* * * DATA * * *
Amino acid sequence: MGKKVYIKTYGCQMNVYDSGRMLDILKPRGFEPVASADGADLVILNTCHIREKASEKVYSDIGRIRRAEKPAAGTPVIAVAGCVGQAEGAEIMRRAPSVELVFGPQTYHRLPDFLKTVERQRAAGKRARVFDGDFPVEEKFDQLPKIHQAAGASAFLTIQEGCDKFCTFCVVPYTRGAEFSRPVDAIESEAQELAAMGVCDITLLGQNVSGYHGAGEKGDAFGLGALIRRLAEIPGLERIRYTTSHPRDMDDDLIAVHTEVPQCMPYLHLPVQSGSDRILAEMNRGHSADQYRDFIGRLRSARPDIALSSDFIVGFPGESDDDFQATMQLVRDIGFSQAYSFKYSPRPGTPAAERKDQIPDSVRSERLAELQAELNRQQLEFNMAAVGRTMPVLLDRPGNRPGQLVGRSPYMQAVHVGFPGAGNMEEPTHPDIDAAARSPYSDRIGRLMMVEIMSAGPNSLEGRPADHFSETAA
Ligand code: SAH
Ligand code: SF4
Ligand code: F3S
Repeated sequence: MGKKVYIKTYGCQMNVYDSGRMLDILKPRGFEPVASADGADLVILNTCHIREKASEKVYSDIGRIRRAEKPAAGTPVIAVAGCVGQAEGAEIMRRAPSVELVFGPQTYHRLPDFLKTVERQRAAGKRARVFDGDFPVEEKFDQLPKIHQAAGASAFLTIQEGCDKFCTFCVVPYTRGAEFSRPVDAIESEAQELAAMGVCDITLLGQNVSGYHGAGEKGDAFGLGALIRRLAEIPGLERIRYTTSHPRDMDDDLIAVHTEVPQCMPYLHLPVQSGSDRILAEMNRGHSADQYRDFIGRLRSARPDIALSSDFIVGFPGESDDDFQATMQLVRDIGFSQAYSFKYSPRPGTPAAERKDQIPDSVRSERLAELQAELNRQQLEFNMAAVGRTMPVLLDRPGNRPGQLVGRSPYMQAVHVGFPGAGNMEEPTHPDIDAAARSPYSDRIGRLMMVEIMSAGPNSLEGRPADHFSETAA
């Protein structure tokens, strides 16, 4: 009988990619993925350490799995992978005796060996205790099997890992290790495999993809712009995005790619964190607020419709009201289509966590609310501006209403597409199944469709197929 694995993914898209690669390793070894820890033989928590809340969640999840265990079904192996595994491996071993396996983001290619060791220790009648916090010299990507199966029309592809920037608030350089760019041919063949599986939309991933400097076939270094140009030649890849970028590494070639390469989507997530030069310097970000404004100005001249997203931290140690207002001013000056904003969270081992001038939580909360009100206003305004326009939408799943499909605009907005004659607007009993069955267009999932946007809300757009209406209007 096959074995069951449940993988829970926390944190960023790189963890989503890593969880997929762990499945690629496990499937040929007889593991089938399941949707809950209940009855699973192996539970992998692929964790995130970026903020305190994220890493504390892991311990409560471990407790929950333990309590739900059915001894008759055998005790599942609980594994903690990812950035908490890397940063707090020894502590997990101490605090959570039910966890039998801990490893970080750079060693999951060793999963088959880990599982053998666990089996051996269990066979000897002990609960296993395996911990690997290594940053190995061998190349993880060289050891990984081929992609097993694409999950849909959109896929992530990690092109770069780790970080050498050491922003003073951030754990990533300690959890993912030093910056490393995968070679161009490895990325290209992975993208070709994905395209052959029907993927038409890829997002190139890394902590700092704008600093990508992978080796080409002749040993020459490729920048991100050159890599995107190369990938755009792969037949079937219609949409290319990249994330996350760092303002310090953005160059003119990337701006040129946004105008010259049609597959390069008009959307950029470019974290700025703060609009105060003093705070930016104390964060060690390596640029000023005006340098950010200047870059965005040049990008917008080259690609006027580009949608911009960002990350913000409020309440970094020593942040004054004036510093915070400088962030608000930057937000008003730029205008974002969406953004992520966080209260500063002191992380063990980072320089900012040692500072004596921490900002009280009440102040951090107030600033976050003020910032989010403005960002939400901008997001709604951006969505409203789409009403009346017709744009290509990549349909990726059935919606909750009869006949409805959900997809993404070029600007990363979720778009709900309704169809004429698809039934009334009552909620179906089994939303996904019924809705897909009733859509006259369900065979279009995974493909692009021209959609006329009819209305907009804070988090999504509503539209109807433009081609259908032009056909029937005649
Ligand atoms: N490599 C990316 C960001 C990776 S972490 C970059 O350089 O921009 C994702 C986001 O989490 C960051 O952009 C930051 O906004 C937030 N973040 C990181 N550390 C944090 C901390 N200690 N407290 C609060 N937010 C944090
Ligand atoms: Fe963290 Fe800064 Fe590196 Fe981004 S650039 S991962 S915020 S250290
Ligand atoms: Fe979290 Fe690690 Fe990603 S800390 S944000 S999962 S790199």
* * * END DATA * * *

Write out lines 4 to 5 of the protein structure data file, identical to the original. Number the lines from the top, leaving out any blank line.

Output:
Ligand code: F3S
Repeated sequence: MGKKVYIKTYGCQMNVYDSGRMLDILKPRGFEPVASADGADLVILNTCHIREKASEKVYSDIGRIRRAEKPAAGTPVIAVAGCVGQAEGAEIMRRAPSVELVFGPQTYHRLPDFLKTVERQRAAGKRARVFDGDFPVEEKFDQLPKIHQAAGASAFLTIQEGCDKFCTFCVVPYTRGAEFSRPVDAIESEAQELAAMGVCDITLLGQNVSGYHGAGEKGDAFGLGALIRRLAEIPGLERIRYTTSHPRDMDDDLIAVHTEVPQCMPYLHLPVQSGSDRILAEMNRGHSADQYRDFIGRLRSARPDIALSSDFIVGFPGESDDDFQATMQLVRDIGFSQAYSFKYSPRPGTPAAERKDQIPDSVRSERLAELQAELNRQQLEFNMAAVGRTMPVLLDRPGNRPGQLVGRSPYMQAVHVGFPGAGNMEEPTHPDIDAAARSPYSDRIGRLMMVEIMSAGPNSLEGRPADHFSETAA